News / Africa

Somalia Showcases Achievements in HIV/AIDS Awareness


Kim Lewis
For the first time ever, the Somali National AIDS Commissiona participated in the 17th International Conference on AIDS in Cape Town, South Africa, last month.  With over 7,000 leading scientists, policymakers, government leaders, and people living with HIV/AID in attendance, Somalia was able to showcase their achievements in HIV/AIDS awareness, prevention and treatment.
Despite the ongoing conflict in the southern part of Somalia, including differences in Somalia’s three zones, which include, Somaliland, Puntland, and south central Somalia, AIDS commissions representing the three areas came together for Africa’s largest AIDS conference to showcase their achievements in fighting HIV/AIDS, and to focus on continuing to work together on prevention techniques and reducing the stigma attached to the disease.

The International Organization for Migration, IOM, provided technical and financial support to Somalia AIDS commissions for the conference. 
Salma Taher, national program officer for IOM’s Migration Health Division, said that for Somalia to be represented for the first time at such an event was an achievement within itself.  
“Despite the challenges the Somali’s have faced over the past 21 years since the collapse of the Siad Barre regime in 1991, and despite the fact that there are over one million IDP’s in Somalia, HIV research has been ongoing in the country for over a decade," she said."This includes awareness - raising among the key and vulnerable population that are at a higher risk of contracting HIV, as well as among the whole community.”
She pointed out that according to a recent WHO report on Somalia, the prevalence of HIV is about 0.9 percent for the entire country, and for south central Somalia, an even lower rate of 0.6 percent. 
“In 2007, the HIV prevalence in Somaliland was at 1.3 percent, particularly the port city Berbera in Somaliland, recorded the highest prevalence of 2.7 percent," Taher said. "This higher prevalence in Somaliland is considered to be substantially contributed to-- by trade-driven mobility, interaction with neighboring countries which have a higher HIV prevalence.”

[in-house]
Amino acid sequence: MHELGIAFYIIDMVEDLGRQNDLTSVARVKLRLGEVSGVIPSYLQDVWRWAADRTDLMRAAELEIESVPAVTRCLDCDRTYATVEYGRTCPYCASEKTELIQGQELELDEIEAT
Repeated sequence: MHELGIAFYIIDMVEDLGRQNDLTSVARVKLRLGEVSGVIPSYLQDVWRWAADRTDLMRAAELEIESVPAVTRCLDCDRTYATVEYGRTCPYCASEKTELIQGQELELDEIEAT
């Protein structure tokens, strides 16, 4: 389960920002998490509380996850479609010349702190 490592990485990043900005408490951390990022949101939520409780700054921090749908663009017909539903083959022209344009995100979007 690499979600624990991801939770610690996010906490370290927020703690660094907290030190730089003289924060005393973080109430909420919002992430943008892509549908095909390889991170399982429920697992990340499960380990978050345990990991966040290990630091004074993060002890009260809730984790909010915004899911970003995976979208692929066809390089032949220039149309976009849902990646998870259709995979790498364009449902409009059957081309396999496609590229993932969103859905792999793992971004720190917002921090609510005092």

Six years ago, a ground breaking epidemiological study was conducted which identified priority populations where the HIV epidemic is concentrated. The data points to high risk concentrations of the population such as sex workers, truck drivers, and uniformed services.
“The first ever HIV Integrated Biological, Behavioral Survey, IBBS,  was conducted in Hargesa, jointly by the AIDS commission, IOM and WHO in 2008 which showed a higher HIV prevalence of 5.3 percent of among female sex workers in Hargesa in Somaliland.  A follow-up by the IBBS was then undertaken to establish a trend of HIV prevalence amongst this population,” explained the IOM representative.
Taher said despite the challenges in creating awareness of HIV/AIDS in Somalia’s communities, the government of Somalia in cooperation with the international community has made great strides in sensitizing people to reducing the stigma attached to the disease.  Much of this has been done through the training of peer educators on HIV awareness, sexual and gender-based violence awareness, and, conducting HIV sensitization workshops.
Taher emphasized that more work needs to be done in gathering data, especially for central Somalia where fact gathering is difficult.
“The reason for this is general inaccessibility caused by security restrictions," she said. "However through a joint effort of the same partners of the AIDS Commissions, as well as the joint United Nations Program on HIV/AIDS, of which IOM is a member, we are in a phase of contacting groundbreaking research among high-risk groups in all three zones, particularly in the south central Somalia, which will be the first research ever to be conducted in almost 30 years on HIV and AIDS.” 
She said the hope with additional research is that it will contribute key data towards the development of the new HIV/AIDS national framework for Somalia.  And the research will include a focus on high risk populations in Somaliland, Puntland and south central Somalia.

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